NDLEA stated that the Federal High Court, Lagos Division in 2010 only granted that any plan to extradite him by the Attorney General of the Federation (AGF) or the NDLEA to the USA must be in compliance with the extradition Act, 2004.
In a counter-affidavit filed by NDLEA in an Abuja court to oppose the claim of Kashamu that his extradition had been stopped in a judgment, the agency noted that it was not a respondent to a suit which Kashamu alleged it disobeyed and sought to commit it and its chairman for contempt.
The NDLEA, however, informed the court that in another suit filed by Kashamu in which it was joined as a defendant, it raised a preliminary objection to the effect that the person sued as “Chairman, Nigeria Law Enforcement Agency was a party unknown to Law.”In the counter affidavit deposed to by one Rifkatu Philip Barde, a litigation officer with NDLEA, the agency stated that it was never at any point in the court judgment, restrained from performing its statutory duties especially in relation to Kashamu’s extradition.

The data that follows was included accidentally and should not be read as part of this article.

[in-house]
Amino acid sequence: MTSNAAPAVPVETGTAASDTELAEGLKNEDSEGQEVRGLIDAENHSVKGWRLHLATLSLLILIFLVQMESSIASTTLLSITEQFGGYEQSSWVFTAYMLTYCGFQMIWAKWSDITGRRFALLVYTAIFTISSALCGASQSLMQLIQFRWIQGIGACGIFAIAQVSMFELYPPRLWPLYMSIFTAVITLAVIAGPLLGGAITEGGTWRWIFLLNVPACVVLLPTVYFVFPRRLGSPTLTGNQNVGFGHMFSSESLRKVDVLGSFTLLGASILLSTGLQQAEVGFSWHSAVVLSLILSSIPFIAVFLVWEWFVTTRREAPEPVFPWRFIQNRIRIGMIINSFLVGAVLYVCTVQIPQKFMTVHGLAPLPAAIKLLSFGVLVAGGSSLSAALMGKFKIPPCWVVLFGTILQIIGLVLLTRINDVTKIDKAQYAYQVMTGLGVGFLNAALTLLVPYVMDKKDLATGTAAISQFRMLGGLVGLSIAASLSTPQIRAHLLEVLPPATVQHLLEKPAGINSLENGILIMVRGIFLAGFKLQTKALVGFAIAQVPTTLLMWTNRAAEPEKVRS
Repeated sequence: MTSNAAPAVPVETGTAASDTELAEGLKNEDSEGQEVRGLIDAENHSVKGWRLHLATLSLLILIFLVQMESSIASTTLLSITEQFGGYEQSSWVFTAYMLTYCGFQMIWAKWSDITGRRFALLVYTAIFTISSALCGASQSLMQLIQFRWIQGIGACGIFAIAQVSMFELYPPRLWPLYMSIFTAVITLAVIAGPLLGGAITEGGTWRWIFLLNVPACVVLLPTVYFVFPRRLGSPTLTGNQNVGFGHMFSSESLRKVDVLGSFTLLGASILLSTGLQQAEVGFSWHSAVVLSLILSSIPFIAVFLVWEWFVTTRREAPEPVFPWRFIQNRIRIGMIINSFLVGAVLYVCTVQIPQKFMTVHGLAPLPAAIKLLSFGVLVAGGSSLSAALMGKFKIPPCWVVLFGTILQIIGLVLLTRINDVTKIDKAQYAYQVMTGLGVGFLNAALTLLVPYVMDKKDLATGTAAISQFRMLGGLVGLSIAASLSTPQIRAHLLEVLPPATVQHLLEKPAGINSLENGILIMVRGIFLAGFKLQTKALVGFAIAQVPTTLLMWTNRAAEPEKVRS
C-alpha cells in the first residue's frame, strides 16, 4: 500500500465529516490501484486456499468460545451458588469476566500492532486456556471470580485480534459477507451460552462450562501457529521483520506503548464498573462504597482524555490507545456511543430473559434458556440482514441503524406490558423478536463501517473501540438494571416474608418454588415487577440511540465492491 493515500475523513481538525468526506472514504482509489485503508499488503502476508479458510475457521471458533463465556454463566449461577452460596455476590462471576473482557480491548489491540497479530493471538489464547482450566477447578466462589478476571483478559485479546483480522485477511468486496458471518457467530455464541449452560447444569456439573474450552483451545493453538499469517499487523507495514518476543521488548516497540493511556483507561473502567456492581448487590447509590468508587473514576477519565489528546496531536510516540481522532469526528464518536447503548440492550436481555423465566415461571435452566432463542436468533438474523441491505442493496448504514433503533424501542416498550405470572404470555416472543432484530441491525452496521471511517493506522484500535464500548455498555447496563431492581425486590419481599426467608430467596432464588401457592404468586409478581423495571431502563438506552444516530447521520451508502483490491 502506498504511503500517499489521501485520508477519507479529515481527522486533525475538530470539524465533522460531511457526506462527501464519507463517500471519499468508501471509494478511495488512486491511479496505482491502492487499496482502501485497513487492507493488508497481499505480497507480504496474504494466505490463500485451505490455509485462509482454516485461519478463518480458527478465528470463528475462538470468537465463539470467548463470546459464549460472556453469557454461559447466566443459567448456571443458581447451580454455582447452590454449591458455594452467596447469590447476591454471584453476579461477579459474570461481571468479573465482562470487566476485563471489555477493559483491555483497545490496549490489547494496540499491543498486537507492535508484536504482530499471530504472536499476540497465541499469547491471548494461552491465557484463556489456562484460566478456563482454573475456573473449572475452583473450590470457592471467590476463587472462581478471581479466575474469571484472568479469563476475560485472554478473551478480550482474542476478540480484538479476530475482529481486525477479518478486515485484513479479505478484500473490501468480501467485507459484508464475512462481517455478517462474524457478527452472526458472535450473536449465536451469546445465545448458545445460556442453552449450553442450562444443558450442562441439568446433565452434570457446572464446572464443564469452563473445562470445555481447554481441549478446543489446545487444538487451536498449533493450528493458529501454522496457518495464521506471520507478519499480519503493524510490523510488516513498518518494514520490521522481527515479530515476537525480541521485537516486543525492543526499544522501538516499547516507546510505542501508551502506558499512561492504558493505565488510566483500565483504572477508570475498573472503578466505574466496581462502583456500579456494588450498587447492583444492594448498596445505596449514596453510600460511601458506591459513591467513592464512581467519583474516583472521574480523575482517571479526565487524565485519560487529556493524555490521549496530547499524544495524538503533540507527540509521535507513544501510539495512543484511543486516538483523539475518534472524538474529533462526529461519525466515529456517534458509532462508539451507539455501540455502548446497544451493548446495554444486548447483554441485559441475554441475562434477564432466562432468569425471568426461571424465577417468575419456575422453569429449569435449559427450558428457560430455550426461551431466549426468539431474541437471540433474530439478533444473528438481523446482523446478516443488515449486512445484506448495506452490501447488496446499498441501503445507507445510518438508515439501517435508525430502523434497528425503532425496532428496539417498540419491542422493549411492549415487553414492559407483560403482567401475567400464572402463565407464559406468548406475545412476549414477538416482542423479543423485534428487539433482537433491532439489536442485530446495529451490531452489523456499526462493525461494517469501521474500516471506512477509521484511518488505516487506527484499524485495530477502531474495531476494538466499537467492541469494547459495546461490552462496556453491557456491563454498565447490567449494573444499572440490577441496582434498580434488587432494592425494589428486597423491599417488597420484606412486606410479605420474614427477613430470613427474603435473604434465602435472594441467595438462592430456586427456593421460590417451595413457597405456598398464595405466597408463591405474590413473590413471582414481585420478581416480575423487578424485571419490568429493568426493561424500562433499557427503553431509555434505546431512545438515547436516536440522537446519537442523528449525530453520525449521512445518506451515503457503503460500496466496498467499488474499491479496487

The counter-affidavit read in part: “That Honourable Justice E. O. Abang in his judgment clearly stated that the delicate aspect of this case which the court must be extremely careful with here is that the allegations contained in the petitions against the applicant borders on allegations of commission of criminal offences by the applicant.
“That the police or any security agency cannot be restrained from discharging its statutory duty and that a court of law cannot restrain the police or security agencies from discharging their statutory functions.”
The NDLEA also maintained that the court did not grant a perpetual order of restriction in the matter or at large in favour of the applicant (Kashamu) in the court action he instituted in Lagos.
Justice Kolawole has, however, fixed February 16, 2017 for arguments in the matter.